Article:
Iª-IIae q. 21 a. 3 ad 1 Ad primum ergo dicendum quod quandoque actus hominis boni vel mali, etsi non ordinantur ad bonum vel malum alterius singularis personae, tamen ordinantur ad bonum vel ad malum alterius quod est ipsa communitas. Reply to Objection 1. A man's good or evil actions, although not ordained to the good or evil of another individual, are nevertheless ordained to the good or evil of another, i.e. the community.
Iª-IIae q. 21 a. 3 ad 2 Ad secundum dicendum quod homo, qui habet dominium sui actus, ipse etiam, inquantum est alterius, scilicet communitatis, cuius est pars meretur aliquid vel demeretur, inquantum actus suos bene vel male disponit, sicut etiam si alia sua, de quibus communitati servire debet, bene vel male dispenset. Reply to Objection 2. Man is master of his actions; and yet, in so far as he belongs to another, i.e. the community, of which he forms part, he merits or demerits, inasmuch as he disposes his actions well or ill: just as if he were to dispense well or ill other belongings of his, in respect of which he is bound to serve the community.
Iª-IIae q. 21 a. 3 ad 3 Ad tertium dicendum quod hoc ipsum bonum vel malum quod aliquis sibi facit per suum actum, redundat in communitatem, ut dictum est. Reply to Objection 3. This very good or evil, which a man does to himself by his action, redounds to the community, as stated above.
Iª-IIae q. 21 a. 4 arg. 1 Ad quartum sic proceditur. Videtur quod actus hominis bonus vel malus non habeat rationem meriti vel demeriti per comparationem ad Deum. Quia, ut dictum est, meritum et demeritum importat ordinem ad recompensationem profectus vel damni ad alterum illati. Sed actus hominis bonus vel malus non cedit in aliquem profectum vel damnum ipsius Dei, dicitur enim Iob XXXV, si peccaveris quid ei nocebis? Porro si iuste egeris, quid donabis ei? Ergo actus hominis bonus vel malus non habet rationem meriti vel demeriti apud Deum. Objection 1. It would seem that man's actions, good or evil, are not meritorious or demeritorious in the sight of God. Because, as stated above (Article 3), merit and demerit imply relation to retribution for good or harm done to another. But a man's action, good or evil, does no good or harm to God; for it is written (Job 35:6-7): "If thou sin, what shalt thou hurt Him? . . . And if thou do justly, what shalt thou give Him?" Therefore a human action, good or evil, is not meritorious or demeritorious in the sight of God.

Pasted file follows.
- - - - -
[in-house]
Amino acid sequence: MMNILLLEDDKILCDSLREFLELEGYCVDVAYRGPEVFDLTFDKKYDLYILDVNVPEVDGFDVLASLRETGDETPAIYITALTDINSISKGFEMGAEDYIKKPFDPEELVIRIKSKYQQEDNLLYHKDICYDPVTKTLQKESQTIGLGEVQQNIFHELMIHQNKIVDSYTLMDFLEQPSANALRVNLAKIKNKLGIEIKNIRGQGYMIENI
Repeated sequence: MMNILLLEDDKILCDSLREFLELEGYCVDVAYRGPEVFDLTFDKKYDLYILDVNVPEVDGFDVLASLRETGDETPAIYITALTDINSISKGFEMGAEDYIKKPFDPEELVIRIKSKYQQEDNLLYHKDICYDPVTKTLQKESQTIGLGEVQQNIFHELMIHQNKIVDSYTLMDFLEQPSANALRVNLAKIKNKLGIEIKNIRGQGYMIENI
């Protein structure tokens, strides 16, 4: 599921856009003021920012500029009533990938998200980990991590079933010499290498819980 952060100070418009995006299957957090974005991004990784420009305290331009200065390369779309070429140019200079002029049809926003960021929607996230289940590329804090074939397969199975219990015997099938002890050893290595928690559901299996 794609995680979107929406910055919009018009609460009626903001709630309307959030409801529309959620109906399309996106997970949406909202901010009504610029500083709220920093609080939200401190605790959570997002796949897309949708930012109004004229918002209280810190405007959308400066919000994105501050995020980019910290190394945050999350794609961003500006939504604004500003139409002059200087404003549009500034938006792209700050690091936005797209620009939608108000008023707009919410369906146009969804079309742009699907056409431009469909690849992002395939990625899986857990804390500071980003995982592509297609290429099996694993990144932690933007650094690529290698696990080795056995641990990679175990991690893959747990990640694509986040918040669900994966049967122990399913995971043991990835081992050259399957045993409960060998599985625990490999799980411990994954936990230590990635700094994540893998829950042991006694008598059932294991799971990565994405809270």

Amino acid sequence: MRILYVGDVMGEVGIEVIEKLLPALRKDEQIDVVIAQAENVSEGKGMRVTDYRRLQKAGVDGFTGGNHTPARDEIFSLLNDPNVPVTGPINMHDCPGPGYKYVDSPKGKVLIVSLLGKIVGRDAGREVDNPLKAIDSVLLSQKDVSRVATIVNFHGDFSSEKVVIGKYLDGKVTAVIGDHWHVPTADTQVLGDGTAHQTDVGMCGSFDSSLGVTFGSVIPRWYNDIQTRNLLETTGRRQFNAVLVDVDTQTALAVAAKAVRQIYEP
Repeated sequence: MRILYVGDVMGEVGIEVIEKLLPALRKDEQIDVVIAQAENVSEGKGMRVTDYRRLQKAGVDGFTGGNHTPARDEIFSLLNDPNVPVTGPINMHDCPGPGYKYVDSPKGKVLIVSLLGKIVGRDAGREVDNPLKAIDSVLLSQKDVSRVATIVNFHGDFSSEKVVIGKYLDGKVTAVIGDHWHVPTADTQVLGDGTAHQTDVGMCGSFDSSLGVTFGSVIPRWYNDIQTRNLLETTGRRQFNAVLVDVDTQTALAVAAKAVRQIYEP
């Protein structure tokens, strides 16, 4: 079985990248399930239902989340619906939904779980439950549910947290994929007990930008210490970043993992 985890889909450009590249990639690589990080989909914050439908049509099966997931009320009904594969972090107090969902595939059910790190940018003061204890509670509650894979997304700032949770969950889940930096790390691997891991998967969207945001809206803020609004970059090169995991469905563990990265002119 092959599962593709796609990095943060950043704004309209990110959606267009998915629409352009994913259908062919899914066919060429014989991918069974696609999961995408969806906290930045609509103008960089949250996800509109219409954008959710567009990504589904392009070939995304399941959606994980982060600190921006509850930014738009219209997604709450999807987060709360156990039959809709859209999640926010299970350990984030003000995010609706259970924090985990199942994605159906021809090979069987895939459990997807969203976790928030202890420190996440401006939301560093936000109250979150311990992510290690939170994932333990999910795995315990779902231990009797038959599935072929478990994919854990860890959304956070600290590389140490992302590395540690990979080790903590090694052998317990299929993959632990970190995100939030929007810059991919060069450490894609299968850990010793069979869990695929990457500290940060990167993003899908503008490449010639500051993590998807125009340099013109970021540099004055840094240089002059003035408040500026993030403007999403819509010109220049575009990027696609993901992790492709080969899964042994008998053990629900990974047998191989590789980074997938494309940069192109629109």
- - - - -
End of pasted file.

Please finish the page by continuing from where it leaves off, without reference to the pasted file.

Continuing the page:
Iª-IIae q. 21 a. 4 arg. 2 Praeterea, instrumentum nihil meretur vel demeretur apud eum qui utitur instrumento, quia tota actio instrumenti est utentis ipso. Sed homo in agendo est instrumentum divinae virtutis principaliter ipsum moventis, unde dicitur Isaiae X, numquid gloriabitur securis contra eum qui secat in ea? Aut exaltabitur serra contra eum a quo trahitur? Ubi manifeste hominem agentem comparat instrumento. Ergo homo, bene agendo vel male, nihil meretur vel demeretur apud Deum. Objection 2. Further, an instrument acquires no merit or demerit in the sight of him that uses it; because the entire action of the instrument belongs to the user. Now when man acts he is the instrument of the Divine power which is the principal cause of his action; hence it is written (Isaiah 10:15): "Shall the axe boast itself against him that cutteth with it? Or shall the saw exalt itself against him by whom it is drawn?" where man while acting is evidently compared to an instrument. Therefore man merits or demerits nothing in God's sight, by good or evil deeds.
Iª-IIae q. 21 a. 4 arg. 3 Praeterea, actus humanus habet rationem meriti vel demeriti, inquantum ordinatur ad alterum. Sed non omnes actus humani ordinantur ad Deum. Ergo non omnes actus boni vel mali habent rationem meriti vel demeriti apud Deum. Objection 3. Further, a human action acquires merit or demerit through being ordained to someone else. But not all human actions are ordained to God. Therefore not every good or evil action acquires merit or demerit in God's sight.
Iª-IIae q. 21 a. 4 s. c. Sed contra est quod dicitur Eccle. ult., cuncta quae fiunt adducet Deus in iudicium, sive bonum sit sive malum. Sed iudicium importat retributionem, respectu cuius meritum et demeritum dicitur. Ergo omnis actus hominis bonus vel malus habet rationem meriti vel demeriti apud Deum. On the contrary, It is written (Ecclesiastes 12:14): "All things that are done, God will bring into judgment . . . whether it be good or evil." Now judgment implies retribution, in respect of which we speak of merit and demerit. Therefore every human action, both good and evil, acquires merit or demerit in God's sight.